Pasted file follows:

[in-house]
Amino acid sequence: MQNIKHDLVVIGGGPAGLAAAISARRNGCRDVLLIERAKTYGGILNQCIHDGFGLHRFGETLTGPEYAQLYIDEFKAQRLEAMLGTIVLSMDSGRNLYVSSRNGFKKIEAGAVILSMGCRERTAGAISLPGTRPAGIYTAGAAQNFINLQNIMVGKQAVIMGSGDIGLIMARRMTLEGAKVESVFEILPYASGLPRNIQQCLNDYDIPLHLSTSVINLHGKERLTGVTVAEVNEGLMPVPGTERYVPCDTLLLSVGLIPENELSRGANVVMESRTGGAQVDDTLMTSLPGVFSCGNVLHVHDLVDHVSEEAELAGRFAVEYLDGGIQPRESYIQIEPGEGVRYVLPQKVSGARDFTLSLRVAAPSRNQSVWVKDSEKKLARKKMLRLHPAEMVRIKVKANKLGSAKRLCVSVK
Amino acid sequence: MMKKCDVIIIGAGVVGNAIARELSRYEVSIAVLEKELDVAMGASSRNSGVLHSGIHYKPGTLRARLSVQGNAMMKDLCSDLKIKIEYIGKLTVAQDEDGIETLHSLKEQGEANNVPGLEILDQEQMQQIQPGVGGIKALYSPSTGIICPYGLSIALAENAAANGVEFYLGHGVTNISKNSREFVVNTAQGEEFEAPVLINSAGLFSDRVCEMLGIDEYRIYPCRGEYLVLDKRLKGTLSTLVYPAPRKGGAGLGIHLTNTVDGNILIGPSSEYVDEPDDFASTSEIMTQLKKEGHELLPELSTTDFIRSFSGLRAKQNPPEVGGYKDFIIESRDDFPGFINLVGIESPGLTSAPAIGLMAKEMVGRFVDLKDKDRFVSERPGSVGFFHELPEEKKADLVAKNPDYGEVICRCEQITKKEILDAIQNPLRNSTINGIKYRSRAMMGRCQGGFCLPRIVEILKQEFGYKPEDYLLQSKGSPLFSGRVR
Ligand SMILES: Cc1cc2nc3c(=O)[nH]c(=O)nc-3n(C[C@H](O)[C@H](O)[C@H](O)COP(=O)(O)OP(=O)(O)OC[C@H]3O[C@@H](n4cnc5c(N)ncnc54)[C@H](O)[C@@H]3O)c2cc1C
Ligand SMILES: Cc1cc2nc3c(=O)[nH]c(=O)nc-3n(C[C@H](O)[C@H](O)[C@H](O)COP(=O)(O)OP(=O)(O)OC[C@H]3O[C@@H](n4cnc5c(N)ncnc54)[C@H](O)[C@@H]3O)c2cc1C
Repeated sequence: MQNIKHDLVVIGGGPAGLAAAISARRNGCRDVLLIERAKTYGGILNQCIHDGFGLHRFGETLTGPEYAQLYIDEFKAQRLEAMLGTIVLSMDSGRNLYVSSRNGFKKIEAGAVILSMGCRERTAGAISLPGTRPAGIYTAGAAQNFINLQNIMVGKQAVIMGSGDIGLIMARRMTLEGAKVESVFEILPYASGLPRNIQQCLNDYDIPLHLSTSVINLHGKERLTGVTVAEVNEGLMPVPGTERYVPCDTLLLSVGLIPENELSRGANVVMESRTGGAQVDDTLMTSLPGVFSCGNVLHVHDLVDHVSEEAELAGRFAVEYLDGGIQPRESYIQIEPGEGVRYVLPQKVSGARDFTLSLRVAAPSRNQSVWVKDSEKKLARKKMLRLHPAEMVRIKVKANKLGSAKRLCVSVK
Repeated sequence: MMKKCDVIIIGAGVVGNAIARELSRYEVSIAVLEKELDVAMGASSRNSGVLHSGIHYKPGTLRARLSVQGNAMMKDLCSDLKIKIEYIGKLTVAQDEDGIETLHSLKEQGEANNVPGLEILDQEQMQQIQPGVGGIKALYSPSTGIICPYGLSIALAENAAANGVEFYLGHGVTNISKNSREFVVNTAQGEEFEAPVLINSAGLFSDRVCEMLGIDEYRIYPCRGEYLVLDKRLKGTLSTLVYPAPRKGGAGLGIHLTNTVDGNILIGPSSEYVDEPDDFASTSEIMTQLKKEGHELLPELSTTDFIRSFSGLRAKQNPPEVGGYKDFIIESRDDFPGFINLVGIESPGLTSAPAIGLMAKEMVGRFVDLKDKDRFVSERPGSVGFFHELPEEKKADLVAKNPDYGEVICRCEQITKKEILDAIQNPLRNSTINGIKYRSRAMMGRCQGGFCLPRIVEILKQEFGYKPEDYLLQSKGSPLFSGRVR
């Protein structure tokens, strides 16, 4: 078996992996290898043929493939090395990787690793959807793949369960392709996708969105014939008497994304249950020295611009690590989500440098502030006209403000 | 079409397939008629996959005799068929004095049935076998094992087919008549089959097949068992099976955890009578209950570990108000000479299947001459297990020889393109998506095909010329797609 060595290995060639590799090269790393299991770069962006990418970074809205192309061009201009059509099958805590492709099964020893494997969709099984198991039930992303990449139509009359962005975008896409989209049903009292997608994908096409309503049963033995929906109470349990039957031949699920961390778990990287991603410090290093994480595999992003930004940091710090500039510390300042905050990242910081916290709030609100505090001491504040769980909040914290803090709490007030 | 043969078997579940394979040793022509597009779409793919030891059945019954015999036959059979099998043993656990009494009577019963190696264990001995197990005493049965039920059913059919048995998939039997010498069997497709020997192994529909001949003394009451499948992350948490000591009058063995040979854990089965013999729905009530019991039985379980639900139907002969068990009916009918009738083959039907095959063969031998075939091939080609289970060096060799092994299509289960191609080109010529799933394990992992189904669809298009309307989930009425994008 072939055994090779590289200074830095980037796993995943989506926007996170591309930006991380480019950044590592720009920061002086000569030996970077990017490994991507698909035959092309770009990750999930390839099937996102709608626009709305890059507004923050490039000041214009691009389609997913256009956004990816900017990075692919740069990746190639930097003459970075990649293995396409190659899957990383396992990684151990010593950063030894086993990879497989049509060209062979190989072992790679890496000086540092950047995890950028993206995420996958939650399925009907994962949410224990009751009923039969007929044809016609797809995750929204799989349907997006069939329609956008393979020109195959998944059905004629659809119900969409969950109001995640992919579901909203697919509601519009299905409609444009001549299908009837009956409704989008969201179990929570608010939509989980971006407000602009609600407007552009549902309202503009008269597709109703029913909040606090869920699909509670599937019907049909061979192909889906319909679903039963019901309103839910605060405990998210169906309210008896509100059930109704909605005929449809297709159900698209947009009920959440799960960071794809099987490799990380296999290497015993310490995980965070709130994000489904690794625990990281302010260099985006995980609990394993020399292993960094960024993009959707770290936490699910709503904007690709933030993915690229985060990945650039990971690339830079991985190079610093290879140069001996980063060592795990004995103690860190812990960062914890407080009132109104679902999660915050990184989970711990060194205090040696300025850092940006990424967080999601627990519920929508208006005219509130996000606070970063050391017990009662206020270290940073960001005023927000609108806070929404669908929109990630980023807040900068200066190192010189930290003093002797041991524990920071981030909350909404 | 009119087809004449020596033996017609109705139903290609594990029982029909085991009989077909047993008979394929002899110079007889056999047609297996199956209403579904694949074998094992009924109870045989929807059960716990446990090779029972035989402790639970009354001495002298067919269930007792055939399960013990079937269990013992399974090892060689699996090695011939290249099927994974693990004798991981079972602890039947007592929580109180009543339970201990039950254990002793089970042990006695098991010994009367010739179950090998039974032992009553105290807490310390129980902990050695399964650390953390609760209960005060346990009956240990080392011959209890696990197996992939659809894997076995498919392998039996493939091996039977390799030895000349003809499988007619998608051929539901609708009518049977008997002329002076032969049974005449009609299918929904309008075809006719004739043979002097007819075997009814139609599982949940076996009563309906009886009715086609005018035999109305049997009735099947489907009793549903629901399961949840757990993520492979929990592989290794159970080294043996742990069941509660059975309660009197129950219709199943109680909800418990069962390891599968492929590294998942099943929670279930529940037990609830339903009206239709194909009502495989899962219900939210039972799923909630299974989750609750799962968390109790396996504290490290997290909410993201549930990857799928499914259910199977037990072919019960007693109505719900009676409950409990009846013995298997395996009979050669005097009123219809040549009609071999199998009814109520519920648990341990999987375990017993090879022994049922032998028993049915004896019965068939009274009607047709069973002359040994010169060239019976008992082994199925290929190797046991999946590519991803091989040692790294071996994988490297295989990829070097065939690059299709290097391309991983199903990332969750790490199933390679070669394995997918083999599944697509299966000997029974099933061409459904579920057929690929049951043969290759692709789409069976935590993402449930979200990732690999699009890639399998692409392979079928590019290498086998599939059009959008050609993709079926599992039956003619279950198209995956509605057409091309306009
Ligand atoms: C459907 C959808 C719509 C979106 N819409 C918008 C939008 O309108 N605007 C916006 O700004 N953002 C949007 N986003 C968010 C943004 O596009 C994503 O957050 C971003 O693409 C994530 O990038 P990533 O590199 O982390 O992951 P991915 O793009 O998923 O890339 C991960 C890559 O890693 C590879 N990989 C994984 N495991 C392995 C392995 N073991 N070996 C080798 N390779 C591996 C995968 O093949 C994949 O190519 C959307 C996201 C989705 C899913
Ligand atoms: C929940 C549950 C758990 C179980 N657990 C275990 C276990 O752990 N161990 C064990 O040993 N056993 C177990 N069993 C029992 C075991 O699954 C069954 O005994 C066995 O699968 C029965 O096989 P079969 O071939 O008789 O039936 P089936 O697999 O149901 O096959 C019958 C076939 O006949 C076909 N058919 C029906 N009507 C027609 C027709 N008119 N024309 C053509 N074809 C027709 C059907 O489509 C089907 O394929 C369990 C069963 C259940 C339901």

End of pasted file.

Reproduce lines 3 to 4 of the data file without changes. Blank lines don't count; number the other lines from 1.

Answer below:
Amino acid sequence: MMKKCDVIIIGAGVVGNAIARELSRYEVSIAVLEKELDVAMGASSRNSGVLHSGIHYKPGTLRARLSVQGNAMMKDLCSDLKIKIEYIGKLTVAQDEDGIETLHSLKEQGEANNVPGLEILDQEQMQQIQPGVGGIKALYSPSTGIICPYGLSIALAENAAANGVEFYLGHGVTNISKNSREFVVNTAQGEEFEAPVLINSAGLFSDRVCEMLGIDEYRIYPCRGEYLVLDKRLKGTLSTLVYPAPRKGGAGLGIHLTNTVDGNILIGPSSEYVDEPDDFASTSEIMTQLKKEGHELLPELSTTDFIRSFSGLRAKQNPPEVGGYKDFIIESRDDFPGFINLVGIESPGLTSAPAIGLMAKEMVGRFVDLKDKDRFVSERPGSVGFFHELPEEKKADLVAKNPDYGEVICRCEQITKKEILDAIQNPLRNSTINGIKYRSRAMMGRCQGGFCLPRIVEILKQEFGYKPEDYLLQSKGSPLFSGRVR
Ligand SMILES: Cc1cc2nc3c(=O)[nH]c(=O)nc-3n(C[C@H](O)[C@H](O)[C@H](O)COP(=O)(O)OP(=O)(O)OC[C@H]3O[C@@H](n4cnc5c(N)ncnc54)[C@H](O)[C@@H]3O)c2cc1C